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About View Historical

Welcome to ViewHistorical, where every home is a museum and every homeowner a curator.

The idea behind ViewHistorical came to me in the summer of 2013 while I was researching my family history. I thought it would be cool to be able to enter my home address into my computer and have images instantly pop up of what my house looked like 50, even 100 years ago. I wasn't satisfied with a blurry satellite image or a drive-by shot at 25 miles an hour.

Our home was built in 1890-something and carries a lot of "history" with it. My wife Carole and I rescued it from the bucket of a bulldozer back in 2006. We fully renovated it into a comfortable home. When you breath in hours of dust remodeling an old home, you spend a lot of that time thinking about who might have lived between those walls before you. You think about what life must have been like for them. I wanted to see who lived there, what life was like for them and even see things like what they wore and how they ordered their days. I wanted access to anything that gave me a glimpse of what life was like for them back then. The vision grew as I imagined how cool would it be to post some of my own old family photos to a site like that. It seemed that a site like that could contain photos that cover several generations of family history. It would include views of the homes from different angles and glimpses of the neighborhoods that were home to them. I wanted to post those images directly to the addresses of the houses where the images were taken in a chronological order so those homeowners who lived there now could also see into their home's past. How else would they ever find those images? I wondered if there were others out there who would want to see what their house looked like back then too. I figured it would create some interesting discussion online and possibly reunite long lost relatives.

It was an idea bigger than what I could make happen with my own resources. So I shared the concept about the website with my family and close friends. They thought I was on to something. (Which is better than thinking I was "on something").

As a sanity check, I presented the concept to the Oregon Historic Society. It wasn't a slick presentation, but they were gracious and listened attentively. I quickly learned from them that something similar had already been attempted by a large online company. As they shared what they knew about the site, I thought to myself that it is true that nothing is new under the sun. Just as I had done, they also approached the historic societies with their concept, seeking buy in. I got excited at that point thinking that I might not have to reinvent the wheel. I thought I could just use their website instead. Looking deeper into it, I learned that their big company approach was very different than what I had in mind for our community and that their marketing plan lacked the teeth necessary to make it work at a grass roots level.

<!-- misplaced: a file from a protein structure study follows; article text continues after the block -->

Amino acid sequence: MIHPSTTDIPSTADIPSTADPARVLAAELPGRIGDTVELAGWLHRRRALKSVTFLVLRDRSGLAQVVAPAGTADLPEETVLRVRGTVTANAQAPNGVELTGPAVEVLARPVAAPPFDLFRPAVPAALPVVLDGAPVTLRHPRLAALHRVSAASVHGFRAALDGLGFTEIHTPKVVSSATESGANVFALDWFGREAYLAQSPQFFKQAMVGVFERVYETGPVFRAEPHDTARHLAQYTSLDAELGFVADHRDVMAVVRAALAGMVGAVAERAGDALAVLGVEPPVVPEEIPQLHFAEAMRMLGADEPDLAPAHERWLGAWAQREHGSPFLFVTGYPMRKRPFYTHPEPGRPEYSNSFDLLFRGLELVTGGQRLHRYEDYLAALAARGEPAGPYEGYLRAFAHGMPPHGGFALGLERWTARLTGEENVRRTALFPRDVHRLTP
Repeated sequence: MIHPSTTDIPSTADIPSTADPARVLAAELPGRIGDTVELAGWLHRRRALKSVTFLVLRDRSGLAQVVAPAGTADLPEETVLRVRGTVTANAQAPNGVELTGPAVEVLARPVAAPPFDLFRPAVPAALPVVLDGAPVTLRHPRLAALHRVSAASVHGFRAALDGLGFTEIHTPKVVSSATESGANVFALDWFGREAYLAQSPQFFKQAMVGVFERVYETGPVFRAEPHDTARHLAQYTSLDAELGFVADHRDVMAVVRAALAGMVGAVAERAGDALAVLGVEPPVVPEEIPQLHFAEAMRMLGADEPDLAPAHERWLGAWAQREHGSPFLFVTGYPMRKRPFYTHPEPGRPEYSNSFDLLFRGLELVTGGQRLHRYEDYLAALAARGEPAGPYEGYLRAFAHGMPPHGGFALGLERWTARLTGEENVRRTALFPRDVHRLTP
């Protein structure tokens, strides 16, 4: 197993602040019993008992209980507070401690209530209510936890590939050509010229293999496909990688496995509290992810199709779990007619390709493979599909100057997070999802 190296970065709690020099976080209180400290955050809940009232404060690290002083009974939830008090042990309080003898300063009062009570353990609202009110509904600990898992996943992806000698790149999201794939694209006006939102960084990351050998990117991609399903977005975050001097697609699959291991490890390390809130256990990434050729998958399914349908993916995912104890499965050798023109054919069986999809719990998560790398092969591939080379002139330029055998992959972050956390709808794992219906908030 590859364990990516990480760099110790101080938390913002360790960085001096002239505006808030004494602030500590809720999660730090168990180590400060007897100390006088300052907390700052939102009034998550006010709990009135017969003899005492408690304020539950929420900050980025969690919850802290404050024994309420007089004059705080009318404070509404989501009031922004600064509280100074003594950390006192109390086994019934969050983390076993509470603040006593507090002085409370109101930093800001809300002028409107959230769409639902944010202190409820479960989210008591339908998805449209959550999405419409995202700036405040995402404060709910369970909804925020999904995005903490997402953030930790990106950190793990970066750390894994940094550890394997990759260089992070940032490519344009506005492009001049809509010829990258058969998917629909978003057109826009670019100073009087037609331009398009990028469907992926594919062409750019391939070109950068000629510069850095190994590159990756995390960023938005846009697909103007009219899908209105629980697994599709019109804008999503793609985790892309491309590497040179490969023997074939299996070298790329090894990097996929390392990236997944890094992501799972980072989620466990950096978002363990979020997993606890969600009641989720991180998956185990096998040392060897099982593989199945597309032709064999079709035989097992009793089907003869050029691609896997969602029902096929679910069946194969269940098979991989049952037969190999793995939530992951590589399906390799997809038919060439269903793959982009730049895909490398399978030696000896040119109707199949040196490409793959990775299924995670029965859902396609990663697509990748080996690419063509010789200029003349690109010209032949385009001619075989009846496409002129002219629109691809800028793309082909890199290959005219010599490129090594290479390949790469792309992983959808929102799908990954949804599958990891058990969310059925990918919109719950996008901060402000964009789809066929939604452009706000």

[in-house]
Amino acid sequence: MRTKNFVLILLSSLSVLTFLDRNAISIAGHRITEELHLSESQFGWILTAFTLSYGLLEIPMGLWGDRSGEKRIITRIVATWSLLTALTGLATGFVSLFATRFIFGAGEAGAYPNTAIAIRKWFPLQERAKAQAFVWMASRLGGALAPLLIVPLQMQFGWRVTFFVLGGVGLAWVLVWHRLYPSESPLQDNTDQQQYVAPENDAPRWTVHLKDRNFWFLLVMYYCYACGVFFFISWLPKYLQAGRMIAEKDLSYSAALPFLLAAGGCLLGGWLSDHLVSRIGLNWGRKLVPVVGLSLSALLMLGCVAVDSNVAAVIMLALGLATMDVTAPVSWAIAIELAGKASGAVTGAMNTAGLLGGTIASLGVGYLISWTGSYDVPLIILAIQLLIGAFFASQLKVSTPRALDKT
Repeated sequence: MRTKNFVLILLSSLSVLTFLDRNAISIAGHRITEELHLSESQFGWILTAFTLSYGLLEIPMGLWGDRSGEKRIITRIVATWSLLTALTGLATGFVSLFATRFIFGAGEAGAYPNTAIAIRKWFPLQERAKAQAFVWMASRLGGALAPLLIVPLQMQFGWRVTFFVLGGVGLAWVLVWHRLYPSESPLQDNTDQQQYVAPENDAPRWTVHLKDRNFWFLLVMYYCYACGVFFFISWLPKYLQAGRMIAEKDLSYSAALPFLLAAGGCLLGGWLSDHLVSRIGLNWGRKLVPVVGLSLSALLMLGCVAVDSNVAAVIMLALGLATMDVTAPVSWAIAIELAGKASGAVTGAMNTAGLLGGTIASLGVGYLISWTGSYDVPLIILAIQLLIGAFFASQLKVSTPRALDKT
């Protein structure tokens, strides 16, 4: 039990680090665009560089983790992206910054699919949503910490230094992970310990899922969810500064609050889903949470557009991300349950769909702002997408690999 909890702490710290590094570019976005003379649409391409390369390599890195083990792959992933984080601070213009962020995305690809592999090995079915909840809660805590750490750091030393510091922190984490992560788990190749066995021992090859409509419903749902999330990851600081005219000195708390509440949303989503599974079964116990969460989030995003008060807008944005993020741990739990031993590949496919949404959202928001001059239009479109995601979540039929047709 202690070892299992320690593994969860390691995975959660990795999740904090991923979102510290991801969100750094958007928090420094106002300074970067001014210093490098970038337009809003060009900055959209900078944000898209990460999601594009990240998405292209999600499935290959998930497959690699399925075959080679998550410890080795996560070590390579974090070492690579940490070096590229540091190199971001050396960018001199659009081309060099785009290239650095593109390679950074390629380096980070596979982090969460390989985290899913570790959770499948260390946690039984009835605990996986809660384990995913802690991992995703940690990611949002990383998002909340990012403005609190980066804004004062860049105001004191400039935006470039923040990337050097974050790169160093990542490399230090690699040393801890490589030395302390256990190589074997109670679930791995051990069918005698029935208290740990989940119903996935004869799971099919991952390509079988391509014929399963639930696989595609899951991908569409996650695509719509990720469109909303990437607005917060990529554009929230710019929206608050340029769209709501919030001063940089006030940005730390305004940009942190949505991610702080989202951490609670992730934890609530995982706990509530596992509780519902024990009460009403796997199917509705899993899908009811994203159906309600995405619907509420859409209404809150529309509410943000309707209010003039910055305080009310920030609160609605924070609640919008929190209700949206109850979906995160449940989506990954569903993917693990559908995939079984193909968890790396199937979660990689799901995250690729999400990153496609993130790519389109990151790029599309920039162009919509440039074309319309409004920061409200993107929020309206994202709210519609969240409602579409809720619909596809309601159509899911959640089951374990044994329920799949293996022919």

Unlike their approach, our goal from the beginning was not to try to "bring the world together". Not something two small town guys operating on pocket change felt a calling to do. We simply wanted to bring an idea to life that we felt would benefit our local community. In time, we thought, perhaps other communities would benefit from ViewHistorical too. Wouldn't that be great?

Having already teamed up with a close friend and gifted web developer, Micah Dougherty, we continued working on the project. We needed someone with a strong web-database back round who could breathe life into my crazy idea and who could manage the project technically. We worked evenings and weekends until the site was completed.

It's all up to you, our visitors, at this point. This site is absolutely free to anyone who is interested in finding, posting and sharing historically significant images. We endeavor to make it easy for anyone to post images here, young and old. We want to make it a safe place for your community to gather and to share historical images. Lastly, we hope that by doing so, it will enrich the lives of those who use it, helping us connect with our past. While our past does not determine our future, it is certainly part of who we are. That's worth preserving. We like that each homeowner can decide for themselves what they think is historically important to preserve about their home and about their past, to archive as they see fit in order to share that legacy with others for generations to come.

Thank you again for visiting us and enjoy!

Phil Clark